Next, Defendant argues that FACE violates the Commerce Clause both facially and as applied. Defendant concedes that she did not raise a Commerce Clause argument in the proceedings below, but she argues we should nevertheless consider these arguments on appeal because they implicate questions of our jurisdiction. She argues the government's authorization to bring this suit comes from FACE, so if FACE is an unconstitutional statute, the government lacked standing to file this action. She therefore contends we must resolve her constitutional challenges to FACE in order to determine whether the government had standing and thus whether we have jurisdiction over this case.
We do not find this argument persuasive. “Standing is determined as of the time the action is brought,” Nova Health Sys. v. Gandy, 416 F.3d 1149, 1154 (10th Cir.2005), and the government had standing to bring this action under a statute which will be presumed constitutional unless and until the contrary is proven, Heller v. Doe, 509 U.S. 312, 320, 113 S.Ct. 2637, 125 L.Ed.2d 257 (1993). We are not persuaded that a pending challenge to the constitutionality of a statute has a retroactive effect on the government's standing to initiate an action under this statute, and we accordingly conclude that Defendant's challenges to the constitutionality of FACE do not create an issue of Article III standing or otherwise give rise to a nonwaivable jurisdictional issue. We will therefore follow our general rule against considering arguments raised for the first time on appeal. See MacArthur v. San Juan Cnty., 309 F.3d 1216, 1225 (10th Cir.2002).
Finally, Defendant argues the district court should have dismissed this case under the Religious Freedom Restoration Act. As with Defendant's Commerce Clause arguments, this argument was not raised below, and we will not consider it for the first time on appeal.3
We accordingly affirm the district court's denial of Defendant's motion to dismiss.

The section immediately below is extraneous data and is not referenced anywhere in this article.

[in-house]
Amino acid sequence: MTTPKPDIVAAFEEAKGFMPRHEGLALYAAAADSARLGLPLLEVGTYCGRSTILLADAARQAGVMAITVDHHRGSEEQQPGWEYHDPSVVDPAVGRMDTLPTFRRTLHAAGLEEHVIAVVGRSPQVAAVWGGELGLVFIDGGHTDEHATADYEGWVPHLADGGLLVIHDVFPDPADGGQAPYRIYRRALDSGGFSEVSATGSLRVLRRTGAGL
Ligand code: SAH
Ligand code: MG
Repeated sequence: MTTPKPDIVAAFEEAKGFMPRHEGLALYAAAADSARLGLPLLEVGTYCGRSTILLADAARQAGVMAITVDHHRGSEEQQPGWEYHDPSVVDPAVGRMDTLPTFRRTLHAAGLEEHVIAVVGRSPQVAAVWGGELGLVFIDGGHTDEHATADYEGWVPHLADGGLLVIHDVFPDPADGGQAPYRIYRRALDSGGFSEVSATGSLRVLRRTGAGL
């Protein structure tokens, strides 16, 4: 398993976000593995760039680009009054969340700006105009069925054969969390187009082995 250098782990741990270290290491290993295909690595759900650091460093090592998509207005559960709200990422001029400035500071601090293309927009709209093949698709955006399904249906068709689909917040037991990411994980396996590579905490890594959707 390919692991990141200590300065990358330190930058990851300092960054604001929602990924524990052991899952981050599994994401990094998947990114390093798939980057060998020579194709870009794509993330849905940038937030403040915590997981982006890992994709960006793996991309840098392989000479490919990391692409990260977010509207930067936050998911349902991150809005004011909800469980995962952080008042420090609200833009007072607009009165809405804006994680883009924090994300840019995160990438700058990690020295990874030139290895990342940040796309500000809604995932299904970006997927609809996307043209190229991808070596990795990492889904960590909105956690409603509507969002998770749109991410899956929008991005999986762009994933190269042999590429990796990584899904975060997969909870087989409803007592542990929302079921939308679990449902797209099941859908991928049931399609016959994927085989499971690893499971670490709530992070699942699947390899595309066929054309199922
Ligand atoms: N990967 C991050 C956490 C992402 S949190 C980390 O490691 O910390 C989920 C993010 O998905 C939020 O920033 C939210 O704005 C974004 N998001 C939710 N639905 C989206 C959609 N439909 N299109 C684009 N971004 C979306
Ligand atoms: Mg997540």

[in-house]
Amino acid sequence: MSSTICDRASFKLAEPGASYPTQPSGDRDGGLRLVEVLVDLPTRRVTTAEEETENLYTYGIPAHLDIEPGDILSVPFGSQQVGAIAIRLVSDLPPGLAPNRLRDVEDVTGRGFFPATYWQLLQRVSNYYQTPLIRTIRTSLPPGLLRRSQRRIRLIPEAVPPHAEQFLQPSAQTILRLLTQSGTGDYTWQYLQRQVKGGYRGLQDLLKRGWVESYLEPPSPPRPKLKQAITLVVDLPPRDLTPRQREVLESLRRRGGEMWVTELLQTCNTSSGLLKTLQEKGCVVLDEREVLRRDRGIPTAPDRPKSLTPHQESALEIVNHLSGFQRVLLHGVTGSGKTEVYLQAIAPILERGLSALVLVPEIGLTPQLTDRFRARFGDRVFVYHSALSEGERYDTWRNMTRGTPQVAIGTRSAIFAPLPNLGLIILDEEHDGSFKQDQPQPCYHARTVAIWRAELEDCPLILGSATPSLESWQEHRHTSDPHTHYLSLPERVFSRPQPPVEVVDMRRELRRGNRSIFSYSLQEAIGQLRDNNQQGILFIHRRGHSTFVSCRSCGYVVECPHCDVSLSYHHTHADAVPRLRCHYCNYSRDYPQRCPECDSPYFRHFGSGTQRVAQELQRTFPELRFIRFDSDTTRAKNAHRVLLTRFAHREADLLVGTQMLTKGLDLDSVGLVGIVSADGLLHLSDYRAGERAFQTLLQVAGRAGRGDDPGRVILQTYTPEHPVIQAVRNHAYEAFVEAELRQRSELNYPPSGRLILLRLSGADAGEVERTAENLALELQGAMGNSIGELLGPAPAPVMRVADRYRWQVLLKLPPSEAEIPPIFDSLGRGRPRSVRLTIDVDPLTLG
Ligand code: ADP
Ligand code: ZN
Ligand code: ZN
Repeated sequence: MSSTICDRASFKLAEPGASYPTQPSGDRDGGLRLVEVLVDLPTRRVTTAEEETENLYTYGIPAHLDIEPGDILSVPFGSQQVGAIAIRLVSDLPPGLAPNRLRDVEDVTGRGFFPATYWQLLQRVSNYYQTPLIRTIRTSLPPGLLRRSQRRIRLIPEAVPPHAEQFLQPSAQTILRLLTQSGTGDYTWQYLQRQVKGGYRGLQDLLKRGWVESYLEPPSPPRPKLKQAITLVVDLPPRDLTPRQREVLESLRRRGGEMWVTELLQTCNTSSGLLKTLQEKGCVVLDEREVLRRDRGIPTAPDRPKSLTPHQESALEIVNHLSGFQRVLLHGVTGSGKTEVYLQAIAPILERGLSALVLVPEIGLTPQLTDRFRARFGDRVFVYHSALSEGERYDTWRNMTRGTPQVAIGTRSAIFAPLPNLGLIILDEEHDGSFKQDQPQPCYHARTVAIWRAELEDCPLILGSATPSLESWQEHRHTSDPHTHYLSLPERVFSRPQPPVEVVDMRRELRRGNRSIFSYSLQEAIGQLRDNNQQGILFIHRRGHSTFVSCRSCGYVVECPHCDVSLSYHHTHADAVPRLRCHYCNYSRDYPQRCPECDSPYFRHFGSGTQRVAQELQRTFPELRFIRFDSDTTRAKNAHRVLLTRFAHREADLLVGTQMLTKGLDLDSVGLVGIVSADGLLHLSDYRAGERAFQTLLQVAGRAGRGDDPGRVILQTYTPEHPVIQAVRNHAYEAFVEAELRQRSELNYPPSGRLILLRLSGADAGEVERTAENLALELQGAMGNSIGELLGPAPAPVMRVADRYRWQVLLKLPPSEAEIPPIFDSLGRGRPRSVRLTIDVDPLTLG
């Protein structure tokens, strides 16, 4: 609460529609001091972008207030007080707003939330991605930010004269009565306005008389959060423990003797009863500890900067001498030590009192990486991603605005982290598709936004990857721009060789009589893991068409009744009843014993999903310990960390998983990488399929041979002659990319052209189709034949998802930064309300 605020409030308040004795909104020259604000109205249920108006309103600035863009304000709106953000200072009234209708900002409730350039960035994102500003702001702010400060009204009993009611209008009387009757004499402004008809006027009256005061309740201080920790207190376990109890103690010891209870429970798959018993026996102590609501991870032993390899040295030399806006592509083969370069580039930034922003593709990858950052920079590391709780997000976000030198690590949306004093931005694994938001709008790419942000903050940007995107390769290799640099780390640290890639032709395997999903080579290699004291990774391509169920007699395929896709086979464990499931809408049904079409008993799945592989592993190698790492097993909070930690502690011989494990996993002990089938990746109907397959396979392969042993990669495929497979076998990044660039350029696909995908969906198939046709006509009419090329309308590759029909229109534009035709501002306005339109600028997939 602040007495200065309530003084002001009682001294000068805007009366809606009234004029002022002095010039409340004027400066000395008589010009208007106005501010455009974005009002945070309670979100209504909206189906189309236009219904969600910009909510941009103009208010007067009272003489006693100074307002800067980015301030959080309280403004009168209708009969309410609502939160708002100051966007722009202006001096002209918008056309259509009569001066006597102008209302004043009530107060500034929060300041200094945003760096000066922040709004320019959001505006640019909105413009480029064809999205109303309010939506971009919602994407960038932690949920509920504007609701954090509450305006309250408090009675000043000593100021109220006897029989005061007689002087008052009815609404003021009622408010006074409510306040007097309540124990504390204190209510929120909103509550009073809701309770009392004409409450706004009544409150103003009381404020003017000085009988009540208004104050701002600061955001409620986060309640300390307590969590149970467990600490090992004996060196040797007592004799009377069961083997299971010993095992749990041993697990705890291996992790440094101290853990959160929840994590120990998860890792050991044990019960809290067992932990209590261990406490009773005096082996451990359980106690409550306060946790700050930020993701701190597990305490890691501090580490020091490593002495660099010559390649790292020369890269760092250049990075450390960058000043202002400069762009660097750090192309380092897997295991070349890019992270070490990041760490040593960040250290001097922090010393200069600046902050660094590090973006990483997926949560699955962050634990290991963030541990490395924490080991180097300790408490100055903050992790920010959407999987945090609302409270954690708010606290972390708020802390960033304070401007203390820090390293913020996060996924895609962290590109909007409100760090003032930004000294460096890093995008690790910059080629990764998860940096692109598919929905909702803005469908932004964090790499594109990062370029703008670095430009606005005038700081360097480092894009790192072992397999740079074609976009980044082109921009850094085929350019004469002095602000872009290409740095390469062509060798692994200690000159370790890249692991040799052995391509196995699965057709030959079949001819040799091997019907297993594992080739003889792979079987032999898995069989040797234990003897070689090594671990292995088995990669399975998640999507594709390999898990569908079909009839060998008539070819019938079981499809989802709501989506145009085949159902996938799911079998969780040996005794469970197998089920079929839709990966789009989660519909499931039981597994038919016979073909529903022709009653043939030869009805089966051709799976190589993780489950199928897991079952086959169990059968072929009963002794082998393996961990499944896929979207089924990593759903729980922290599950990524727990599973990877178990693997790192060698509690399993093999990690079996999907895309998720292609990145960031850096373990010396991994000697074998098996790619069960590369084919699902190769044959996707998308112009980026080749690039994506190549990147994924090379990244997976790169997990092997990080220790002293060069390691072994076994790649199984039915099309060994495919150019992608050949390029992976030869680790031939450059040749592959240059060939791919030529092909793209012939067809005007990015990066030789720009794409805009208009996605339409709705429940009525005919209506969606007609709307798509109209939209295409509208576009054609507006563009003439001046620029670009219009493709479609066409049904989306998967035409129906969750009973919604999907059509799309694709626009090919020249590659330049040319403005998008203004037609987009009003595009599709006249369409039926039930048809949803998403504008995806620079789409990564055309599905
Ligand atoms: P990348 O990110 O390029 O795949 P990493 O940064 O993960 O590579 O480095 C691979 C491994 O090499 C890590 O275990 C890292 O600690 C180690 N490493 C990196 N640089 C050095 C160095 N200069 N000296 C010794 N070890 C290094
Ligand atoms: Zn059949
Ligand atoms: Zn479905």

Before the court are two pending motions concerning whether to seal portions of the appellate appendix and the parties' briefs on appeal. For the reasons discussed below, we direct the parties to re-file unsealed versions of the appendices with selected pages redacted. Moreover, we order that the parties' appellate briefing be unsealed.
The government filed two volumes of its appellate appendix under seal. The volumes contain documents sealed by the district court pursuant to two orders: a Privacy Act protective order (the Privacy Act Order) and an order designating certain documents as privileged (the Privilege Order). This court issued a sua sponte order to show cause why the volumes should remain sealed. In response to our order, the parties identified three distinct categories of documents they wish to maintain under seal. First, the government argues portions of Dr. Means' deposition testimony should remain under seal because they reference Dr. Means' personal medical history. Second, Defendant argues the documents originally sealed pursuant to the district court's Privacy Act Order should remain under seal. Third, Defendant asserts documents sealed under the Privilege Order fall within the clergy—penitent privilege and should remain under seal. We address each in turn.
“Courts have long recognized a common-law right of access to judicial records.” Mann v. Boatright, 477 F.3d 1140, 1149 (10th Cir.2007). “It is beyond question that this [c]ourt has discretionary power to control and seal, if necessary, records and files in its possession.” Crystal Grower's Corp. v. Dobbins, 616 F.2d 458, 461 (10th Cir.1980). “In exercising this discretion we weigh the interests of the public, which are presumptively paramount, against those advanced by the parties.” Id. “The party seeking to overcome the presumption of public access to the documents bears the burden of showing some significant interest that outweighs the presumption.” Helm v. Kansas, 656 F.3d 1277, 1292 (10th Cir.2011) (internal quotation marks omitted).
First, the government argues portions of Dr. Means's deposition should be subject to a protective order because they contain “highly personal and private medical information.” (Appellant's Resp. to Order to Show Cause at 5.) We have previously recognized that the privacy interest inherent in personal medical information can overcome the presumption of public access. See Eugene S. v. Horizon Blue Cross Blue Shield of N.J., 663 F.3d 1124, 1135–36 (10th Cir.2011) (approving the filing under seal of files containing private medical information); see also Russell v. Lanier, 404 F. App'x 288, 289 n. 2 (10th Cir.2010) (recognizing the “sensitive nature” of medical information and granting leave to file appendix under seal). Having reviewed the pages of Dr. Means's deposition identified by the government, we agree they contain the type of sensitive medical information that should remain under seal. Accordingly, pages 28–31, 117–18, 148–51, 226–27, 231–34, 237, 346, and 446 should be redacted upon refiling of the appendices.